Teach Yourself Gulf Arabic Complete Course Package (Book + 2CDs) Paperback – Jul 7 2004
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About the Author
Jack Smart has taught Arabic for more than forty years.
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The book is also modestly at fault for the same. After a listening or reading exercise, the questions should be expressed in Gulf Arabic rather than in English, if not from the very beginning, then early on into the text. (Translations of these questions with answers could have appeared in the appendix.) To move beyond survival language skills, more grammatical exercises, especially verb conjugations, would have been useful. (The section on the Arabic verb is too short.) It is not clear how the reader can "explore the language in depth" without such drills (although, in fairness, other language skills are adequately drilled).
The book is marred by a few other misleading claims. Content is touted with providing the reader with the ability to "learn to speak, understand and write Gulf Arabic." As another reviewer mentioned, Gulf Arabic is not ordinarily written (the only place I have seen it written is on sms messages conveying informalities like jokes). Although the text contained in the top paragraph on page 8 is generally accurate, describing the geographical extent of Gulf Arabic, the map of the Arabian Gulf on page 9 gives a misleading impression that Gulf Arabic is spoken in Riyadh, Jidda and even Sana'a. Only the Eastern Province of Saudi Arabia evinces a dialect that might be labelled Gulf Arabic (although the dialect there is evolving with the varied impact of the influx of various Arab workers to this petroleum-rich area); in Riyadh, Nejdi dialect prevails and the dialect in Jidda sounds more like Egyptian Arabic.
Strangely, in paragraph four, the authors warn readers not to fall victim to what they tar "pigeon" Gulf Arabic if the reader should hear colloquial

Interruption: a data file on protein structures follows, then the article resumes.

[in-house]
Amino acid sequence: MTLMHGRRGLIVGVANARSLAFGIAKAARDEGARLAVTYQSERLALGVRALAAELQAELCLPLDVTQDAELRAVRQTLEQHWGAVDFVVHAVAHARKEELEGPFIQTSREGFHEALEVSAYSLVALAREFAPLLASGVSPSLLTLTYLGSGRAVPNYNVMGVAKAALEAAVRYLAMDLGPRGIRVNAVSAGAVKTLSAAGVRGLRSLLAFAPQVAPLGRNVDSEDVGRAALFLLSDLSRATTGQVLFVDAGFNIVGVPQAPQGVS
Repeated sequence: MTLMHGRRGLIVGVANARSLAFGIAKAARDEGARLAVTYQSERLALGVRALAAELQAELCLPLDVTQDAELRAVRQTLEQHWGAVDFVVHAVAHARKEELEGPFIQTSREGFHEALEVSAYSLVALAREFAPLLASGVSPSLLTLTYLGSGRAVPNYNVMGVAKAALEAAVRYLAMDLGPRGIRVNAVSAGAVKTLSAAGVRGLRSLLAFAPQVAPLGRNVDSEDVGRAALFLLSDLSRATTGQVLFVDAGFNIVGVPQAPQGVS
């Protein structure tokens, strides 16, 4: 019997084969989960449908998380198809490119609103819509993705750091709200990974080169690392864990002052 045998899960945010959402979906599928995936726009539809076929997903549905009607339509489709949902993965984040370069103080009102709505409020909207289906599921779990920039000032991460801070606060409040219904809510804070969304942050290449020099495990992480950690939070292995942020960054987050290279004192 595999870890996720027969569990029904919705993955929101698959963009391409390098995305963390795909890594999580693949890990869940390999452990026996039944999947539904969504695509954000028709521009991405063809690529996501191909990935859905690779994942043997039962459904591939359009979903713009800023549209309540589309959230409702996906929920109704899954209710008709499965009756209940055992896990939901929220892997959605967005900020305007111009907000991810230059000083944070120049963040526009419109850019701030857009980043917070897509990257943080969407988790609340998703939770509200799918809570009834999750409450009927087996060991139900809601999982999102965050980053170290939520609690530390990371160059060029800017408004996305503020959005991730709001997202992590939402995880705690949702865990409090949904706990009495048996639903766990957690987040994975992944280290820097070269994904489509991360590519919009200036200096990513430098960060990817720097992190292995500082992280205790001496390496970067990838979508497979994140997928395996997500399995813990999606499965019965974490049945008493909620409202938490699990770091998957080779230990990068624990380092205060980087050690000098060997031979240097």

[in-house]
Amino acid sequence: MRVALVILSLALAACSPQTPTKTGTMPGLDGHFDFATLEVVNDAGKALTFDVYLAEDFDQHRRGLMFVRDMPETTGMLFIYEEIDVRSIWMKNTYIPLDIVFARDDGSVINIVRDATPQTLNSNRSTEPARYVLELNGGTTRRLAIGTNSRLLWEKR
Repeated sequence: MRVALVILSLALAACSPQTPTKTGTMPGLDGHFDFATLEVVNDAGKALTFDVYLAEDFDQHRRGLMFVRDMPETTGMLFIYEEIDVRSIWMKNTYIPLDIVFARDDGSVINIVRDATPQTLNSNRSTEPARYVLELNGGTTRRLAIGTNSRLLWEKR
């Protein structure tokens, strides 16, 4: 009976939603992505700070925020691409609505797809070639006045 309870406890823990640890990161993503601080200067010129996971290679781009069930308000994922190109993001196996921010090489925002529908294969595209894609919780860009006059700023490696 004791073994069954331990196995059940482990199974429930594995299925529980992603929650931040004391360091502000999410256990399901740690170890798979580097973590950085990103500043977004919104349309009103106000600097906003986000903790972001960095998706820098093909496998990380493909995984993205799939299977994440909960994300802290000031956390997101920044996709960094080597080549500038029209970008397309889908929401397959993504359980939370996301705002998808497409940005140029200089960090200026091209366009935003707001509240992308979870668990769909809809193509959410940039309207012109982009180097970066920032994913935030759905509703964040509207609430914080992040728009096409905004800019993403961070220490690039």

Arabic at variance with "what is given in the book." Rather, the reader ought to be prepared to hear colloquial Arabic at variance with what is given. Even in a small state like Bahrain, there are intra-national variations between the accents, for example, of inhabitants of Muharraq and Sitra, two smaller islands. International variations mean ways to say "I want" span "abbi" and "abghi;" "ureed," which the authors recommend because, it would seem, of its simpler verb pattern, is actual Modern Standard Arabic. (In colloquial speech, in fact, I haven't heard "ureed" anywhere in the Arab World from Morocco to Bahrain.) It worries me that, at times, the authors seem to be taking the readers down the road to a pan-Gulf-Arabic koine that doesn't exist.
Some other matters from content to form: the book boasts a glossary of Gulf Arabic-English and English-Gulf Arabic reflecting the vocabulary units found in the text but the Index is too short to be of much use and the "glossary of language terms" is a waste of space.
Although the quality of the paperback is fine, the plastic packaging is terrible insofar as it is difficult to extricate the two CDs from the plastic without risking damage to one or both. After a laborious effort, I retrieved the second CD scratched which made it impossible to hear the final lesson without the soundtrack skipping. A redesign of the packaging for the next edition is warranted. Of course, this quality issue is the fault of the publisher, not the authors, who have to be commended for putting together an entertaining text introducing Gulf Arabic to anglophones.
The CD's are, of course, indispensible; Gulf Arabic pronunciation has some quirks that will be surprising to learners who come to it from Standard Arabic. ('q' becomes 'g', and 'k' often turns into 'ch'). The dialogues in the lessons progress at a leisurely but reliable pace and by the end of the work the conscientious student should have command of a somewhat simplified and 'averaged out' form of Gulf Arabic that speakers from any region of the Gulf will understand, and be in a good position to add to their knowledge by conversations with Gulf speakers.
All in all this is a good value for the money for anyone with an interest in this area of Arabic and certainly for anyone planning to travel and/or work in the region.
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